Highpoints PWFA H.R. 1065
H.R. 1065 makes it an unlawful practice for covered employers to fail to provide reasonable accommodations for workers with known limitations related to pregnancy, childbirth, or related medical conditions – unless the accommodation would cause the employer an undue hardship. The law is triggered when a pregnant worker requests a reasonable accommodation. Good faith negotiation between the worker and employer establishes the accommodations.
Reasonable accommodations may include making existing facilities used by employees readily accessible; job restructuring; part-time or modified work schedules; reassignment to a vacant position; acquisition or modification of equipment or devices; appropriate adjustment or modifications of examinations; training materials or policies; the provision of qualified readers or interpreters; and other similar accommodations for individuals with disabilities.
The above two paragraphs are nearly word-for-word explanations of H.R. 1065 as provided by the U.S. House Committee on Education and Labor. The words and terms being used above are nearly identical to language found within the Pregnancy Discrimination Act (PDA) and Americans with Disabilities Act Amendment Act (ADAAA).
Compare the highpoints of both the EC’s Pregnant Workers Directive and the U.S.’s Pregnant Workers Fairness Act, H.R. 1062. Which of these two best helps a pregnant worker take necessary steps to avoid risks to their health and the health of their future children? Although both pieces of legislation should be read in their entirety, a clear winner should be evident.
What did OSHA do in 2012 that should be part of this discussion? OSHA revised its HazCom standard to include for the first time the mandatory hazard statements “may damage the unborn child” and “may cause harm to breastfed children.” These terms originated in Europe and aligned with concepts within the EC’s 1992 Pregnant Workers Directive. Is there a coincidence that the push for the U.S.’s PWFA began in 2012 when OSHA revised its HazCom standard?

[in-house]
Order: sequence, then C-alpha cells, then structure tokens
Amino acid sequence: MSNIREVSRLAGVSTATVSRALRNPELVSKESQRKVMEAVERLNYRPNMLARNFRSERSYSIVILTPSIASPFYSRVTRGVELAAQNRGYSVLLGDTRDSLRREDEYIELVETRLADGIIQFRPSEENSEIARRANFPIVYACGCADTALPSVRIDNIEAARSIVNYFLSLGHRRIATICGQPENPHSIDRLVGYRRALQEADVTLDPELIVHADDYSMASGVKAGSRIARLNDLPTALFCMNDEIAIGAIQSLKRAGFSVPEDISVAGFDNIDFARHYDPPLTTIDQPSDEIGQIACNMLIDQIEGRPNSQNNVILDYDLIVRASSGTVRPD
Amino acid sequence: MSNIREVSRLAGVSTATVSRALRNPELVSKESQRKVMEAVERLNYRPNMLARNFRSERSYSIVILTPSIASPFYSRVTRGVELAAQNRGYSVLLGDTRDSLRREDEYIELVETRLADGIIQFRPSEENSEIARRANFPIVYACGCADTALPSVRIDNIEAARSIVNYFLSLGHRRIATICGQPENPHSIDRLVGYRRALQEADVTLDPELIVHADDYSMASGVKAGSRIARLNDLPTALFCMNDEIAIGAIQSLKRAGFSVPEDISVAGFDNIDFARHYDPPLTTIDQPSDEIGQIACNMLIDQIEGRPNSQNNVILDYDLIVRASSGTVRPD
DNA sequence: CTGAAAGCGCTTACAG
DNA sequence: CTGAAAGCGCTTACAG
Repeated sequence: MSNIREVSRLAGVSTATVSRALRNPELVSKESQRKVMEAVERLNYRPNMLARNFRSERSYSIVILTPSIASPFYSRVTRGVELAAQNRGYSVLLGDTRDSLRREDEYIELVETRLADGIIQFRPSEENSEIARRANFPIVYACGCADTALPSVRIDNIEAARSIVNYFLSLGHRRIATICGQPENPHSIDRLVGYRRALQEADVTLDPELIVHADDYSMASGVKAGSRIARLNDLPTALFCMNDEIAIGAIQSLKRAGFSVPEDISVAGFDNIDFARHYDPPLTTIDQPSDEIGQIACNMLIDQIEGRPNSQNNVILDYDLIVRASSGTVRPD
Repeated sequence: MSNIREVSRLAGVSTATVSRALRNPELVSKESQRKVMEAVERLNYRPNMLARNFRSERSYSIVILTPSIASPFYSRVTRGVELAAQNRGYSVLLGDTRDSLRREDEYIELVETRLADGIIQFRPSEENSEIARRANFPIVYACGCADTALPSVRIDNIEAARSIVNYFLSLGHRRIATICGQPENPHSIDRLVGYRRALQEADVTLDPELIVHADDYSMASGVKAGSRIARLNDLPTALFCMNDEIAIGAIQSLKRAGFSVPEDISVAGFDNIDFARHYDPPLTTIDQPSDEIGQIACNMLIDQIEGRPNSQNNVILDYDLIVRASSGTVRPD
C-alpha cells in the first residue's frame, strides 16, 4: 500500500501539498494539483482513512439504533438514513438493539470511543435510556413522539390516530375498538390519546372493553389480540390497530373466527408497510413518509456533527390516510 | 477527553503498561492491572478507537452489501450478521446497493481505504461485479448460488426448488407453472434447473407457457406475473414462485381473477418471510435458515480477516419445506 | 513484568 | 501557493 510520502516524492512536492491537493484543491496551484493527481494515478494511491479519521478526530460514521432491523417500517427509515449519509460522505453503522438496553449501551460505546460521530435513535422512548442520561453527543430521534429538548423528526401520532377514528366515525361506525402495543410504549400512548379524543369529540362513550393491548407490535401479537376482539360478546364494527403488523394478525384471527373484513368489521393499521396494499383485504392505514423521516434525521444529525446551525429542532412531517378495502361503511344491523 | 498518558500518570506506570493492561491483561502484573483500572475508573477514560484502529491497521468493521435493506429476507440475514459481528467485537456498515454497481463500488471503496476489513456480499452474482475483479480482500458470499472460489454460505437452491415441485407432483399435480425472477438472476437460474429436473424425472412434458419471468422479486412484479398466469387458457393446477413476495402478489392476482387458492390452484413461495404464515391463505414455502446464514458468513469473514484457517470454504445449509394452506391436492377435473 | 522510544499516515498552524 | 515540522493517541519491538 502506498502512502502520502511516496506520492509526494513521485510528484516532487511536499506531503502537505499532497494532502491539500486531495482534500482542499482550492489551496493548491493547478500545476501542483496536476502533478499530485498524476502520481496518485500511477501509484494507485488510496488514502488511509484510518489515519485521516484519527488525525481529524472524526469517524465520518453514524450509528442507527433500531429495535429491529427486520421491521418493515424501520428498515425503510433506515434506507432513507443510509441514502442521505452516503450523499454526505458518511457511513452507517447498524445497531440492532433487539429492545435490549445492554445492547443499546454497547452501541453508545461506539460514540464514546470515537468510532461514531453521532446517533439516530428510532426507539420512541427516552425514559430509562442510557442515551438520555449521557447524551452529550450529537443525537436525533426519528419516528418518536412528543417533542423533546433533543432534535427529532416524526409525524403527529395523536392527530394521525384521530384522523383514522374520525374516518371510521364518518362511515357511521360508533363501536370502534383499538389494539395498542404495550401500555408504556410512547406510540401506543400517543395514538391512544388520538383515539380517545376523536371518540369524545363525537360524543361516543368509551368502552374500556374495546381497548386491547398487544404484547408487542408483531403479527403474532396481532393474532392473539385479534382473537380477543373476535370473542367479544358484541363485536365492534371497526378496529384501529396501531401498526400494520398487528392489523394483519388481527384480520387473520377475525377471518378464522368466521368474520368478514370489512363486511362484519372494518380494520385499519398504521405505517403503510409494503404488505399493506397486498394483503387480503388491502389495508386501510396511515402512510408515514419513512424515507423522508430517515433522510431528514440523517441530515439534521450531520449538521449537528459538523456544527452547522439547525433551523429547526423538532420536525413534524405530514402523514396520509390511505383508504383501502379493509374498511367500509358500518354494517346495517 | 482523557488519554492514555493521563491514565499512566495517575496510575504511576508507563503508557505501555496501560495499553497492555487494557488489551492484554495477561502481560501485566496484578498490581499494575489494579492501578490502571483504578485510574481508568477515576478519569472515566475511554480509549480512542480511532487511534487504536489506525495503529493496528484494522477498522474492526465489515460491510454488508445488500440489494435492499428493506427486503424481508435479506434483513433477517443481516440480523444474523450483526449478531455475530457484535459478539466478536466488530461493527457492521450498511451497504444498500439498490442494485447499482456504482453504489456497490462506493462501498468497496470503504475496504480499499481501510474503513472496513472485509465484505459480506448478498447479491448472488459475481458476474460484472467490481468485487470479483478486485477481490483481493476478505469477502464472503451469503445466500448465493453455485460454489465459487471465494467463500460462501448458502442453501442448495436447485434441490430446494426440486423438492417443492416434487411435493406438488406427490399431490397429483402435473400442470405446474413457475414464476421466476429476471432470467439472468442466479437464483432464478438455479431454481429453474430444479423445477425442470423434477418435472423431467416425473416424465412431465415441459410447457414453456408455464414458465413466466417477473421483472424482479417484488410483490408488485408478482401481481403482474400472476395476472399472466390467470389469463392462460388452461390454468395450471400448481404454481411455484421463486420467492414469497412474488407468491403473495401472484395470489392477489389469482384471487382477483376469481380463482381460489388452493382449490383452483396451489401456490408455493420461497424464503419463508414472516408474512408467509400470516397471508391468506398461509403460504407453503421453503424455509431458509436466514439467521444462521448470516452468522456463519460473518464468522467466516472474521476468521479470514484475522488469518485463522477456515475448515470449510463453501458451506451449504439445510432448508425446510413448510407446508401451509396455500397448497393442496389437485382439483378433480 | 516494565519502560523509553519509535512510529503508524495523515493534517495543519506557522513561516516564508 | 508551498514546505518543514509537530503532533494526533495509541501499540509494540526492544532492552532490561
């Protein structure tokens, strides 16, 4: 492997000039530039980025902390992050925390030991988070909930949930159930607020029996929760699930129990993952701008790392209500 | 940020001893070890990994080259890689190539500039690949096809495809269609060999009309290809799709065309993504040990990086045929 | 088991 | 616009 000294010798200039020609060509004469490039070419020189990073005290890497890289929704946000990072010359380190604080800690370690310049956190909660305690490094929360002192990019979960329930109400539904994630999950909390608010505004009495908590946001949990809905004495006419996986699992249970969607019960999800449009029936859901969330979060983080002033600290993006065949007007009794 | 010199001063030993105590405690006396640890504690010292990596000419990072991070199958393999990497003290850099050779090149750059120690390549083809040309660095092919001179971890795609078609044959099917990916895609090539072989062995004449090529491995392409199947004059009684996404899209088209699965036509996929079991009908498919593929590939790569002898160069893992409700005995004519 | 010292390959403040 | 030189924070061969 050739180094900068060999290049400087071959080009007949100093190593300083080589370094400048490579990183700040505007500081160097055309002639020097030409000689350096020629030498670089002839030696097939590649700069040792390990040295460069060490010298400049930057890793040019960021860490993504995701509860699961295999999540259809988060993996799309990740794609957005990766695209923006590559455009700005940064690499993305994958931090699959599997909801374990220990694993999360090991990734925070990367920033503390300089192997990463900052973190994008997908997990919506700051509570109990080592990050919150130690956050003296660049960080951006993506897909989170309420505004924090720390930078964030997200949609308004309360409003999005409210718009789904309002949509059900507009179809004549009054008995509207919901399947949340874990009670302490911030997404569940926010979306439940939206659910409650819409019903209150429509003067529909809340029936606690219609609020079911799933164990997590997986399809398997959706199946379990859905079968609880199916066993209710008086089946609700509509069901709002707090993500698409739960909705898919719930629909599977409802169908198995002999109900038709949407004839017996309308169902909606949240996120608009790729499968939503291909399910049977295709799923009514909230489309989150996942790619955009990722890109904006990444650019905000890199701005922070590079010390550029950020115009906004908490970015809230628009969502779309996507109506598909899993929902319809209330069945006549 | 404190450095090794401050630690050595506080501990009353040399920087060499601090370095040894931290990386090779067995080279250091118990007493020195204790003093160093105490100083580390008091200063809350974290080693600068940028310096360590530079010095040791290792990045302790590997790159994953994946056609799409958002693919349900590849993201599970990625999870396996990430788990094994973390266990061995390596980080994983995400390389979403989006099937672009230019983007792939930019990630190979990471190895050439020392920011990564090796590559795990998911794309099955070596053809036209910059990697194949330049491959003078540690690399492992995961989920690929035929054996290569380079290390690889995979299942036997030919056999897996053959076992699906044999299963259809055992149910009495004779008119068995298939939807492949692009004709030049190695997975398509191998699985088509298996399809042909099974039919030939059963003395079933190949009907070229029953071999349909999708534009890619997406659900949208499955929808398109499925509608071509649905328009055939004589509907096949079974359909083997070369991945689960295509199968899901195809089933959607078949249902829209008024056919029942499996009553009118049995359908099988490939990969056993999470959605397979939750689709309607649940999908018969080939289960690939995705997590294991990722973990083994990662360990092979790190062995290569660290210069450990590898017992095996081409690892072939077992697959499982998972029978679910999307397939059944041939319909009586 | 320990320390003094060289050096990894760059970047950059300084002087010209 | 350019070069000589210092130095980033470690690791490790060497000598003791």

Better the devil you know
Pregnant workers will face some hazard at every workplace. If OSHA cannot pass an ergonomics standard, what chance would the agency have of passing a Pregnant Workers Standard with requirements similar to provisions found within the EC’s Pregnant Workers Directive?
Passing legislation in the U.S. is often a strategic and delicate game. Familiarity sells better than new and bold. If the legislative objective is to help pregnant workers take necessary steps to avoid risks to their health and the health of their future children, perhaps the best way to obtain the necessary votes is to package the concepts within a Trojan Horse composed of familiar terms found within existing PDA, ADA, and similar laws.
Passing the PWFA into law is not the end game. How risk to pregnant workers will be decided and accommodated, particularly who performs major roles, will help transform how OHS is practiced in the United States.